But the argument is made that the congregation should do benevolent work rather than the in.dividual in order that the church may receive the "glory," (Eph. 3:30). A study of this scripture shows that benevolent work is not under consideration, but it is emphasizing rather the exalted position of the church, in that it was the eternal purpose of God to show forth his manifold wisdom through building it, and that in or through it and Christ, God is glorified. When a Christian conducts himself improperly, does it not bring reproach upon the Church? When he does good as a Christian, does it not bring glory to the church? Jesus said, "Even, so let your light shine, before men that they may see your good works and glorify your Father who is in heaven" (Mt. 5:16).


The case of the good Samaritan also teaches benevolent work. The easy and impersonal way is to give money to the church or to an organization and go on our way. The way that requires sacrifice is the way that requires our time and personal e f f o r t. This method brings us face to face with the hardships and sufferings of others. More of this we need, rather than the indifferent, remote, institutional kind. There are examples of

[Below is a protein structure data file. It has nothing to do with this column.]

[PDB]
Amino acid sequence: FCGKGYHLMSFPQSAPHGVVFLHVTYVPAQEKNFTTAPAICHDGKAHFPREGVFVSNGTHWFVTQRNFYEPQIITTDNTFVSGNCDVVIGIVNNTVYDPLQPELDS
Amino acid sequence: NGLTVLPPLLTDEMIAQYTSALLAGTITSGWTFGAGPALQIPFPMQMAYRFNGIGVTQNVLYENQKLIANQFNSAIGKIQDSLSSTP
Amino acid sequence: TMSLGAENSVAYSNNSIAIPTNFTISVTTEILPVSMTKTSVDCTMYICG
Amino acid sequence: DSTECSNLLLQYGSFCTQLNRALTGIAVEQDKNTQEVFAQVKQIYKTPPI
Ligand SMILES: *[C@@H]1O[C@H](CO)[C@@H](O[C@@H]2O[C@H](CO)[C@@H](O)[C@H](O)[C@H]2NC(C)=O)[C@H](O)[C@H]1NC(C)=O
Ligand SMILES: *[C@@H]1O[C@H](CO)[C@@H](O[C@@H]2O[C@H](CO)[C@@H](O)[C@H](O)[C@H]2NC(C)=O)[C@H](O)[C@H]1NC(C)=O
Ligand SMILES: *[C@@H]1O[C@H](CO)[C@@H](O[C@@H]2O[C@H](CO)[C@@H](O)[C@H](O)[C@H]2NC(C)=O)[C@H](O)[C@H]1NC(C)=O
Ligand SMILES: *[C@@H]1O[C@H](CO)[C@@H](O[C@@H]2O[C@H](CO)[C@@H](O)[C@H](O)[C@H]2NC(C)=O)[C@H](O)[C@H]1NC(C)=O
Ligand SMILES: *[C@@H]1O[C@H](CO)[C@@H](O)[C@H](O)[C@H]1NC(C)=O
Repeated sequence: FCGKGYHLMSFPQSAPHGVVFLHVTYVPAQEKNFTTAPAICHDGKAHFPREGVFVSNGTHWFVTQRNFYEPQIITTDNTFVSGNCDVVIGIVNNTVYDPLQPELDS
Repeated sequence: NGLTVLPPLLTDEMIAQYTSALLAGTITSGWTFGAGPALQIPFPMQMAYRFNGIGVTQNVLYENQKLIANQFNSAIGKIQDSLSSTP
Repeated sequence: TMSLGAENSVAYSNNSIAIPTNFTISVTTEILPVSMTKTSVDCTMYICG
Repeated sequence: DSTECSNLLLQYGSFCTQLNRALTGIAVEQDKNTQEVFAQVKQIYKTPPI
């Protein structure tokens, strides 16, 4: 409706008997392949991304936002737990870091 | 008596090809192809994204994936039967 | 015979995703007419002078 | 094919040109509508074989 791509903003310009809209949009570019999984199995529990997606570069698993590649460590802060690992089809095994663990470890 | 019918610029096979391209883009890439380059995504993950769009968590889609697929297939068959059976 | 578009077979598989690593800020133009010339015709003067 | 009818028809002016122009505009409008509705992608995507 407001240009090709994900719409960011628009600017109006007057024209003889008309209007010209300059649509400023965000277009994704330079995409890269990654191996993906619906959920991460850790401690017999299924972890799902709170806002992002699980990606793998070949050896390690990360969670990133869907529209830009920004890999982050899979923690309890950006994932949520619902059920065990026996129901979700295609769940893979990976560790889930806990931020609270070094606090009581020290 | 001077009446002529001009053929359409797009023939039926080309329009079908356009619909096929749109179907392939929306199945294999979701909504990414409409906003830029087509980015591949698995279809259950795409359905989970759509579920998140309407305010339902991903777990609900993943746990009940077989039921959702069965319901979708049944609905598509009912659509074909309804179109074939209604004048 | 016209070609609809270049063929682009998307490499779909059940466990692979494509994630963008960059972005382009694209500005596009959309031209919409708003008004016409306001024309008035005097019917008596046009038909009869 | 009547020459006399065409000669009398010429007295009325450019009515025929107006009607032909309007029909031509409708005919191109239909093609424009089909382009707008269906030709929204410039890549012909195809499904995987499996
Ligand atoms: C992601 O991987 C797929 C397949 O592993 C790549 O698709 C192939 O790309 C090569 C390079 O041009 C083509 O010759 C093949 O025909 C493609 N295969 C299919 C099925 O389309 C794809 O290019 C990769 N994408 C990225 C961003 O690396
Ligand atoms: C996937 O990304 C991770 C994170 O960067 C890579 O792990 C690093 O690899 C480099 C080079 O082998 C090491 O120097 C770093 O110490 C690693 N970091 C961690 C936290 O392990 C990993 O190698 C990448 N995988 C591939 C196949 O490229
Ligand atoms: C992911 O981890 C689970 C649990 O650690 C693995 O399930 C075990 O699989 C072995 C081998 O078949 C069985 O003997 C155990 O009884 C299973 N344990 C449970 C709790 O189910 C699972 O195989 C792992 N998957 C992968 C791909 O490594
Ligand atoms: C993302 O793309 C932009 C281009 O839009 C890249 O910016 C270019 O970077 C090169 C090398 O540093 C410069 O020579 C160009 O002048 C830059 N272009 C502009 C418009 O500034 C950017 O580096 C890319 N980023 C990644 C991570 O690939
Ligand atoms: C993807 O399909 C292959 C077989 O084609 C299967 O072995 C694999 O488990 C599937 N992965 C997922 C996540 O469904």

this kind in the scriptures.


Work of the State


Benevolent work for the benefit of non-Christians then is not only enjoined upon, the home or individual, but evidently all will agree that it is also a function of the state, as it is not a necessary function of the church. Evangelism is different-it is purely spiritual and therefore must be done by the church or the individual Christian. No other organization or the state has authorAy in that realm and Christians cannot support them for that purpose. The state, therefore, can tax Christians for benevolent purposes and we give without protest, but if for religious purposes we would protest vigorously. This nation's founders recognized this principle and our constitution forbids it.


Does not the conclusion follow from the above that private organizations hicluding hospitals, cancer
societies, Red Cross, homes for the poor and infirm and for the fatherless, may exist to do benevolent work, provided these organizations and institutions do not take over the support of Christians which is the obligation, of the church and then request support for the institutions by churches? This does not mean that the church cannot pay the hospital bill, hotel bill, or similar expenses as the principle is entirely different. In these cases the church is not supporting a private institution but is paying for services rendered as when paying electric or gas bills. As the in.stitutions are not doing the benevolent work of the church, therefore individual Christians may contribute to them. Brethren, these things are not quibbles, but involve principles. Let us search diligently the sacred pages.


Truth Magazine I:7, pp. 6-7, 19
April 1957